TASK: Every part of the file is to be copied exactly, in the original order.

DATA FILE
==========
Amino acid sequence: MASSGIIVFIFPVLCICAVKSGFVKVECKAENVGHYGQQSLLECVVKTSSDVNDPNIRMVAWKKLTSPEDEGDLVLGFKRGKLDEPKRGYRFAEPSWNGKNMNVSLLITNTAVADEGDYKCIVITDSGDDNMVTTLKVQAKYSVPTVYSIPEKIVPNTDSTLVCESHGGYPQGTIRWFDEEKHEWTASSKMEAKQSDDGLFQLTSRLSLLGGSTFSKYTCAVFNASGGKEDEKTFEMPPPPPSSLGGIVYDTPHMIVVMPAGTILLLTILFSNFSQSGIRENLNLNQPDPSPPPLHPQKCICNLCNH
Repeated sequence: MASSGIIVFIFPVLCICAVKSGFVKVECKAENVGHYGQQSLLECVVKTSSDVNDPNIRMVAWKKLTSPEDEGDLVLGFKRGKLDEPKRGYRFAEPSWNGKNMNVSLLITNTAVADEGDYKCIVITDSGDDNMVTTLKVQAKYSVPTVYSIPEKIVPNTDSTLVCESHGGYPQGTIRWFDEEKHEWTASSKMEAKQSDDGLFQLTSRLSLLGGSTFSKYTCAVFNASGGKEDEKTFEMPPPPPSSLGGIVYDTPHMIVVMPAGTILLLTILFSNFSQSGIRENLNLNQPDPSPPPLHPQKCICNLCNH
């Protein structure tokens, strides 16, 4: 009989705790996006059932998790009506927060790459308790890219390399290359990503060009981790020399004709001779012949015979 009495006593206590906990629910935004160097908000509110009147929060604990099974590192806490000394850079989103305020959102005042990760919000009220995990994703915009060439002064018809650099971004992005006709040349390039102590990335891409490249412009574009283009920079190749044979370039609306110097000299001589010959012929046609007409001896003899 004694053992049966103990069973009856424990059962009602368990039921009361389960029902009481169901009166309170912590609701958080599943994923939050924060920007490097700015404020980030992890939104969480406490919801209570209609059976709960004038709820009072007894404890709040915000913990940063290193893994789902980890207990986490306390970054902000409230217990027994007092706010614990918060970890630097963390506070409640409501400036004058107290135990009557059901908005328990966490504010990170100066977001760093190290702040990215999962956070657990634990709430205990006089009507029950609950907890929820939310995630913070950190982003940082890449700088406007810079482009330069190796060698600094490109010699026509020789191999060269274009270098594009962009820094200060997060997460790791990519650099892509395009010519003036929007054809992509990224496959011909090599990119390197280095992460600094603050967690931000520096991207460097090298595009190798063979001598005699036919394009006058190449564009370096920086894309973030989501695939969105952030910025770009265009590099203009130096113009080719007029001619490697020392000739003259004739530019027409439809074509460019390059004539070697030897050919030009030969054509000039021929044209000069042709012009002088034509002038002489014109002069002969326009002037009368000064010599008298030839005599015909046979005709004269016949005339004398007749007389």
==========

Amino acid sequence: MASSGIIVFIFPVLCICAVKSGFVKVECKAENVGHYGQQSLLECVVKTSSDVNDPNIRMVAWKKLTSPEDEGDLVLGFKRGKLDEPKRGYRFAEPSWNGKNMNVSLLITNTAVADEGDYKCIVITDSGDDNMVTTLKVQAKYSVPTVYSIPEKIVPNTDSTLVCESHGGYPQGTIRWFDEEKHEWTASSKMEAKQSDDGLFQLTSRLSLLGGSTFSKYTCAVFNASGGKEDEKTFEMPPPPPSSLGGIVYDTPHMIVVMPAGTILLLTILFSNFSQSGIRENLNLNQPDPSPPPLHPQKCICNLCNH
Repeated sequence: MASSGIIVFIFPVLCICAVKSGFVKVECKAENVGHYGQQSLLECVVKTSSDVNDPNIRMVAWKKLTSPEDEGDLVLGFKRGKLDEPKRGYRFAEPSWNGKNMNVSLLITNTAVADEGDYKCIVITDSGDDNMVTTLKVQAKYSVPTVYSIPEKIVPNTDSTLVCESHGGYPQGTIRWFDEEKHEWTASSKMEAKQSDDGLFQLTSRLSLLGGSTFSKYTCAVFNASGGKEDEKTFEMPPPPPSSLGGIVYDTPHMIVVMPAGTILLLTILFSNFSQSGIRENLNLNQPDPSPPPLHPQKCICNLCNH
């Protein structure tokens, strides 16, 4: 009989705790996006059932998790009506927060790459308790890219390399290359990503060009981790020399004709001779012949015979 009495006593206590906990629910935004160097908000509110009147929060604990099974590192806490000394850079989103305020959102005042990760919000009220995990994703915009060439002064018809650099971004992005006709040349390039102590990335891409490249412009574009283009920079190749044979370039609306110097000299001589010959012929046609007409001896003899 004694053992049966103990069973009856424990059962009602368990039921009361389960029902009481169901009166309170912590609701958080599943994923939050924060920007490097700015404020980030992890939104969480406490919801209570209609059976709960004038709820009072007894404890709040915000913990940063290193893994789902980890207990986490306390970054902000409230217990027994007092706010614990918060970890630097963390506070409640409501400036004058107290135990009557059901908005328990966490504010990170100066977001760093190290702040990215999962956070657990634990709430205990006089009507029950609950907890929820939310995630913070950190982003940082890449700088406007810079482009330069190796060698600094490109010699026509020789191999060269274009270098594009962009820094200060997060997460790791990519650099892509395009010519003036929007054809992509990224496959011909090599990119390197280095992460600094603050967690931000520096991207460097090298595009190798063979001598005699036919394009006058190449564009370096920086894309973030989501695939969105952030910025770009265009590099203009130096113009080719007029001619490697020392000739003259004739530019027409439809074509460019390059004539070697030897050919030009030969054509000039021929044209000069042709012009002088034509002038002489014109002069002969326009002037009368000064010599008298030839005599015909046979005709004269016949005339004398007749007389």